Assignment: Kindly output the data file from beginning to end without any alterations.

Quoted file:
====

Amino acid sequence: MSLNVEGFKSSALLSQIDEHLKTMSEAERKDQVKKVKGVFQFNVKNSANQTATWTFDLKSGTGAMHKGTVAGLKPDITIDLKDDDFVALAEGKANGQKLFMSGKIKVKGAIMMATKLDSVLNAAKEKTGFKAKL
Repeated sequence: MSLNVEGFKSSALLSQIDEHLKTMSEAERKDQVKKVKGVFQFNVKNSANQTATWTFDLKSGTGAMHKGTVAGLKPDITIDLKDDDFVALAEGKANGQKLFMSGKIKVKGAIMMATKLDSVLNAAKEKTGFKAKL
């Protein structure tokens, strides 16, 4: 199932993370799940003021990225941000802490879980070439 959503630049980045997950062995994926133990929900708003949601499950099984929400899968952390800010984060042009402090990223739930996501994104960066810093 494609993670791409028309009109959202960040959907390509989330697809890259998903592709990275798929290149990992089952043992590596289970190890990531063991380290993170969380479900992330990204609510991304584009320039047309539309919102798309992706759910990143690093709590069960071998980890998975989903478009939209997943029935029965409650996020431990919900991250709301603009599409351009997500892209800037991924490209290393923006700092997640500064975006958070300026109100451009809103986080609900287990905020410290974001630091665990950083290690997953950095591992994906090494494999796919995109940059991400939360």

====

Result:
Amino acid sequence: MSLNVEGFKSSALLSQIDEHLKTMSEAERKDQVKKVKGVFQFNVKNSANQTATWTFDLKSGTGAMHKGTVAGLKPDITIDLKDDDFVALAEGKANGQKLFMSGKIKVKGAIMMATKLDSVLNAAKEKTGFKAKL
Repeated sequence: MSLNVEGFKSSALLSQIDEHLKTMSEAERKDQVKKVKGVFQFNVKNSANQTATWTFDLKSGTGAMHKGTVAGLKPDITIDLKDDDFVALAEGKANGQKLFMSGKIKVKGAIMMATKLDSVLNAAKEKTGFKAKL
């Protein structure tokens, strides 16, 4: 199932993370799940003021990225941000802490879980070439 959503630049980045997950062995994926133990929900708003949601499950099984929400899968952390800010984060042009402090990223739930996501994104960066810093 494609993670791409028309009109959202960040959907390509989330697809890259998903592709990275798929290149990992089952043992590596289970190890990531063991380290993170969380479900992330990204609510991304584009320039047309539309919102798309992706759910990143690093709590069960071998980890998975989903478009939209997943029935029965409650996020431990919900991250709301603009599409351009997500892209800037991924490209290393923006700092997640500064975006958070300026109100451009809103986080609900287990905020410290974001630091665990950083290690997953950095591992994906090494494999796919995109940059991400939360």